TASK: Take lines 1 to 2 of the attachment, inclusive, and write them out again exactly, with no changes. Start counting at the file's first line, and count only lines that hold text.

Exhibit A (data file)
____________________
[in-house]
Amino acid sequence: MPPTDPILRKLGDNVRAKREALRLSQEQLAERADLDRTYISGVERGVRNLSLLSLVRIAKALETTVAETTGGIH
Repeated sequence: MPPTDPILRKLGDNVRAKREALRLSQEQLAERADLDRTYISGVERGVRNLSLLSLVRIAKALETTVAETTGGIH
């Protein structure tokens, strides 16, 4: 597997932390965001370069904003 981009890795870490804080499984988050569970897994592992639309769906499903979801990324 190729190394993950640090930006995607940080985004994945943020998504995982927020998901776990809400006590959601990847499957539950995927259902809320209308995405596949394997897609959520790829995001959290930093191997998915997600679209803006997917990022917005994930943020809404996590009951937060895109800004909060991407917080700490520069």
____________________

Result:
[in-house]
Amino acid sequence: MPPTDPILRKLGDNVRAKREALRLSQEQLAERADLDRTYISGVERGVRNLSLLSLVRIAKALETTVAETTGGIH